Saturday, February 19, 2005

Condé Nast's Feuds with Geoffrey Beene, Yeohlee, and Ralph Rucci Continues...

Talk about the continuing "dissing" of some of America's most creative fashion designers, the old nastiness and small-minded behavior of some editors at Fairchild and parent company Condé Nast continues unabated. For years, these same editors also carried on a vendetta against Pauline Trigere by refusing to attend her shows and, then, only after her death acknowledged just how important a designer she really was.

As has been reported by Lookonline.com and others, Ralph Rucci was for years ignored by WWD. And only in the last few seasons, with Ralph being invited to show at the French couture shows, and influential industry heavyweights coming to his support (Joan Kaner, Cathy Horyn et al) that WWD finally had no choice but to relent and cover him just to avoid embarrassing themselves. However, while most editors who saw and reviewed Ralph's recent Fall 2005 collection thought it was outstanding, the WWD review was insulting in both tone and substance.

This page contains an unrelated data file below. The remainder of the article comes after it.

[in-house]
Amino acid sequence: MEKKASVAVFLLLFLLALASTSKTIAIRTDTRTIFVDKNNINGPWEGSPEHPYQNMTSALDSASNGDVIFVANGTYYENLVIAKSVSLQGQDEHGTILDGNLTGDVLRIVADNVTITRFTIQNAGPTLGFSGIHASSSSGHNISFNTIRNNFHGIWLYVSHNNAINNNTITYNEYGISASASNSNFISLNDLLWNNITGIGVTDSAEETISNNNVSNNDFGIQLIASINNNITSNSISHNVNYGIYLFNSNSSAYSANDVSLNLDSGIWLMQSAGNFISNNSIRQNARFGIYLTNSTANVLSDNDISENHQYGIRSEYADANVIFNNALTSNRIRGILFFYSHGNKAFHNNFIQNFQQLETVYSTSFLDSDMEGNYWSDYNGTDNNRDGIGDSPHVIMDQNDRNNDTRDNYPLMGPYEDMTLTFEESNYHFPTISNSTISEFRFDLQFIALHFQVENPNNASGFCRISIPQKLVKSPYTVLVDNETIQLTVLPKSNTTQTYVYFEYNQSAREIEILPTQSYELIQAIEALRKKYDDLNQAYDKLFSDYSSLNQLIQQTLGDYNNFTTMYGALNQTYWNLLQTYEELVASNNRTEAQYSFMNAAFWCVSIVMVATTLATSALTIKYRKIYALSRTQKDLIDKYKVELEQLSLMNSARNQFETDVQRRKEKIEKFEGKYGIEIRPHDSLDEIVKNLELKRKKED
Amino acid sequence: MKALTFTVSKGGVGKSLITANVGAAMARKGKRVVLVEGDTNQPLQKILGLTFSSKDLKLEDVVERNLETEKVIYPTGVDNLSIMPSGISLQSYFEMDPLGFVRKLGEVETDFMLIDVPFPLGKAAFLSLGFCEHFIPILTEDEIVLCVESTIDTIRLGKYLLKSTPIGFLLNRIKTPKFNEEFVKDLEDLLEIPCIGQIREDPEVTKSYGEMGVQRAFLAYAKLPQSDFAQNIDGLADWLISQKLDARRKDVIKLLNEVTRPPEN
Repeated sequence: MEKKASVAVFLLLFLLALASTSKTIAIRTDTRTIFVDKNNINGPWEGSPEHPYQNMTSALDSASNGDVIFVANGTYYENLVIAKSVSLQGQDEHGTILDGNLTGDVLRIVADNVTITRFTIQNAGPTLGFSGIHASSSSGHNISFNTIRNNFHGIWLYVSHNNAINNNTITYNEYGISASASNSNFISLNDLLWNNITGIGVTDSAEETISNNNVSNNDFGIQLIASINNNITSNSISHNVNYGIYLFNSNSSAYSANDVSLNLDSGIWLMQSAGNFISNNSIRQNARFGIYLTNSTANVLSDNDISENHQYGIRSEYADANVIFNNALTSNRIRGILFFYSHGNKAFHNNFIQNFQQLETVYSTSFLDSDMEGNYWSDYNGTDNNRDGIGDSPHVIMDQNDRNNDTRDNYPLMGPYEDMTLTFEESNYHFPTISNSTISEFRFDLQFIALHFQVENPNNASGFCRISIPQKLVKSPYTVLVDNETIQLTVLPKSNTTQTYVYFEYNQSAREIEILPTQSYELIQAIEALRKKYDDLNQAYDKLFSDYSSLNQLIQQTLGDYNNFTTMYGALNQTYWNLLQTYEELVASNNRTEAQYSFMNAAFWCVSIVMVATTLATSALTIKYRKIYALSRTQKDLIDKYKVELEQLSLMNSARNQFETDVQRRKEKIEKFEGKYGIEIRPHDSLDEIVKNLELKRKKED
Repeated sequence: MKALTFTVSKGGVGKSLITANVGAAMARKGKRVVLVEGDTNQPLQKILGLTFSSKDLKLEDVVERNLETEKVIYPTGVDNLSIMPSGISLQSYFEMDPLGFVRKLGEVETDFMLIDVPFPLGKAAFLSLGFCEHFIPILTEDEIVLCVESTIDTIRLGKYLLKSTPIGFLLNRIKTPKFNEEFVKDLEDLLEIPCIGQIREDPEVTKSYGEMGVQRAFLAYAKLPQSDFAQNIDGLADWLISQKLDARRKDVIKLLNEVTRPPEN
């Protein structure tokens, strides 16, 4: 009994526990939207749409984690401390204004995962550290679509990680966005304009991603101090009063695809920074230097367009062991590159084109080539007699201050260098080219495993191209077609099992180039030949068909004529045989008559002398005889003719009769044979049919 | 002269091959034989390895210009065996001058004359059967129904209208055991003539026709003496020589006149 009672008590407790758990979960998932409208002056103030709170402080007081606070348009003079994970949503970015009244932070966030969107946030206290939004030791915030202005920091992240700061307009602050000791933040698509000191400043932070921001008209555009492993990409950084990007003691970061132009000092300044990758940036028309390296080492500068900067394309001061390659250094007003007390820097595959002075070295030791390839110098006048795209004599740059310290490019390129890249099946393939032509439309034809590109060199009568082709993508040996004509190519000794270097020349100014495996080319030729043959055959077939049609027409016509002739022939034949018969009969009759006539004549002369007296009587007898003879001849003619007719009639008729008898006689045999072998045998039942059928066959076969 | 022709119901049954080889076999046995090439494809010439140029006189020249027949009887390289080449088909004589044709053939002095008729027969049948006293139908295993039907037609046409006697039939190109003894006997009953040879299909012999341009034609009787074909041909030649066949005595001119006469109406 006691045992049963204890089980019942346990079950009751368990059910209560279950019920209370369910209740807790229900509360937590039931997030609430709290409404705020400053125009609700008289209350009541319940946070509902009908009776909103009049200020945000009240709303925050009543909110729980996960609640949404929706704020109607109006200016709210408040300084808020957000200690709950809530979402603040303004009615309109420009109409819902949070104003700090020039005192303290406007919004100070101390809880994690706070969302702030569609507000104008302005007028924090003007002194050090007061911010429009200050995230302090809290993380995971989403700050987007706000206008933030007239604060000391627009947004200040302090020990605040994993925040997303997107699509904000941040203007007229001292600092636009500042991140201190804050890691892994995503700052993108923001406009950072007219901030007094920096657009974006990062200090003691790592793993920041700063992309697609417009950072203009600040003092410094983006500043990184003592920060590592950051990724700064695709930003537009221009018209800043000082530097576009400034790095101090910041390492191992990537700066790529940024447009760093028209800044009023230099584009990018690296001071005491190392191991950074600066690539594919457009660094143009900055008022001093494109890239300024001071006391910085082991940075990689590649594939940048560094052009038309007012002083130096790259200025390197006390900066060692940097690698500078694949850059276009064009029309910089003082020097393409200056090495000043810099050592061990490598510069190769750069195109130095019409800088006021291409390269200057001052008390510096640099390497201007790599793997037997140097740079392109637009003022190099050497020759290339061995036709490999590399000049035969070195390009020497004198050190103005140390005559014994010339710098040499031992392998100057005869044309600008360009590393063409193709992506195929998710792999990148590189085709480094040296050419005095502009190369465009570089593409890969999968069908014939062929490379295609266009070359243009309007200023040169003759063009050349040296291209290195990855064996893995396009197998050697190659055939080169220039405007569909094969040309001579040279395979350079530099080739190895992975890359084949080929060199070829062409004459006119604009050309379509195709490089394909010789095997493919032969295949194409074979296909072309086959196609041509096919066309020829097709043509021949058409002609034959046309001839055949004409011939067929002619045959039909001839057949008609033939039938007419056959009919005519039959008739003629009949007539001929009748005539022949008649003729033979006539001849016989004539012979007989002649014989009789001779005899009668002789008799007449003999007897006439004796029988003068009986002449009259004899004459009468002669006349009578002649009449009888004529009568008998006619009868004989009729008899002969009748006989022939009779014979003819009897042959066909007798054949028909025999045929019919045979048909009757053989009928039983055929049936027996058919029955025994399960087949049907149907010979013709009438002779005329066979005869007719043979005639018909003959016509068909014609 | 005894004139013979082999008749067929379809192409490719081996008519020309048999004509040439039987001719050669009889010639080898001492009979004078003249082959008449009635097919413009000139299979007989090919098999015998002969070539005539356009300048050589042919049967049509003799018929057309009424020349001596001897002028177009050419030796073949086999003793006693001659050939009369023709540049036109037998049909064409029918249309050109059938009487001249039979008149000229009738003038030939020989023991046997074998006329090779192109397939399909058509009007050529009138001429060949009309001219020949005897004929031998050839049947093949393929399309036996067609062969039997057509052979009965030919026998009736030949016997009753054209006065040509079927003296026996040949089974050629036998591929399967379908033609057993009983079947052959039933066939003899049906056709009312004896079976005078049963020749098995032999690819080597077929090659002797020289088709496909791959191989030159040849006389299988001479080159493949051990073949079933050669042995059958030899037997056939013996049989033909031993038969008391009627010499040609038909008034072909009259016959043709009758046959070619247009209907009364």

Well, at least WWD talks about Ralph, but little or nothing has been heard about Geoffrey Beene's new designer Einar Holiloekk and Yeohlee. Go over to Style.com and you will notice that these two well-known design houses are not even listed as showing during fashon week.

The feud between Geoffrey Beene and Fairchild goes back for years and has been widely commented upon in the fashion press. One would think after the death of the great designer, Fairchild would put that issue finally to rest. But it appears, Fairchild, like the elephant, has a long, long memory.

Yeohlee, another New York designer of long standing, who recently had a retrospective at F.I.T., also seems invisible to Style.com. What crime Yeohlee may have committed against those fragile egos of Fairchild I do not know. One thing is certain, three great American design houses, who believe that talent alone should speak for itself, continue to be abused, neglected or at best under reported. Once again, as with Pauline Trigere, these same Fairchild editors have put coporate hubris over editorial integrity.

-Ernest Schmatolla

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